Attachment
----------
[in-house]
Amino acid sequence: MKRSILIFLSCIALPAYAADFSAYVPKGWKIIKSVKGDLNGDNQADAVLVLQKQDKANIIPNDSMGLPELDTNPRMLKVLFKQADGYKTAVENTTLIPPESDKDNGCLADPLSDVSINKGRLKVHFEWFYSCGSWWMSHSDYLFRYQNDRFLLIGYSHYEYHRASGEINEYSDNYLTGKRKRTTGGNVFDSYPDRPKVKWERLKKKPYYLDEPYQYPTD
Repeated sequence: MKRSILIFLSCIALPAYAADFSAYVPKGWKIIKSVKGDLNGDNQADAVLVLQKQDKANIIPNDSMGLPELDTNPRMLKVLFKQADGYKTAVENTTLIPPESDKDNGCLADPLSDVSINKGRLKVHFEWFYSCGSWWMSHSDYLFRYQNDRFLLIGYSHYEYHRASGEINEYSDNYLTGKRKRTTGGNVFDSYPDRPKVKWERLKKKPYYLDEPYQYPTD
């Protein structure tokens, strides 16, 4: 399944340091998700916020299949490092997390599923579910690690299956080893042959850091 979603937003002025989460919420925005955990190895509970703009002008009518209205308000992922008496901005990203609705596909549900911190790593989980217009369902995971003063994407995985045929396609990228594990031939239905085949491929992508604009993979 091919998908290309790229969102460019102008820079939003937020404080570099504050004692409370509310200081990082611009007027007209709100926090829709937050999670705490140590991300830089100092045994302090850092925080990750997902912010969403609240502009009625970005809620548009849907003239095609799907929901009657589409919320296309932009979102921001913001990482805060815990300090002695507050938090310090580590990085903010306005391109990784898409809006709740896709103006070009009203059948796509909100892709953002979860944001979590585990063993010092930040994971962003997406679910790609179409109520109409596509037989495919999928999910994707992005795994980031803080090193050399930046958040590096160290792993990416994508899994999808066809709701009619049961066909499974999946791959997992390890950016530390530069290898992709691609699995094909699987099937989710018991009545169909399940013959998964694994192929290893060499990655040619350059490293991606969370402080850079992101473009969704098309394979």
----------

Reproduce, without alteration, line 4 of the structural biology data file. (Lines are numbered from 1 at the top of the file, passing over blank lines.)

């Protein structure tokens, strides 16, 4: 399944340091998700916020299949490092997390599923579910690690299956080893042959850091 979603937003002025989460919420925005955990190895509970703009002008009518209205308000992922008496901005990203609705596909549900911190790593989980217009369902995971003063994407995985045929396609990228594990031939239905085949491929992508604009993979 091919998908290309790229969102460019102008820079939003937020404080570099504050004692409370509310200081990082611009007027007209709100926090829709937050999670705490140590991300830089100092045994302090850092925080990750997902912010969403609240502009009625970005809620548009849907003239095609799907929901009657589409919320296309932009979102921001913001990482805060815990300090002695507050938090310090580590990085903010306005391109990784898409809006709740896709103006070009009203059948796509909100892709953002979860944001979590585990063993010092930040994971962003997406679910790609179409109520109409596509037989495919999928999910994707992005795994980031803080090193050399930046958040590096160290792993990416994508899994999808066809709701009619049961066909499974999946791959997992390890950016530390530069290898992709691609699995094909699987099937989710018991009545169909399940013959998964694994192929290893060499990655040619350059490293991606969370402080850079992101473009969704098309394979």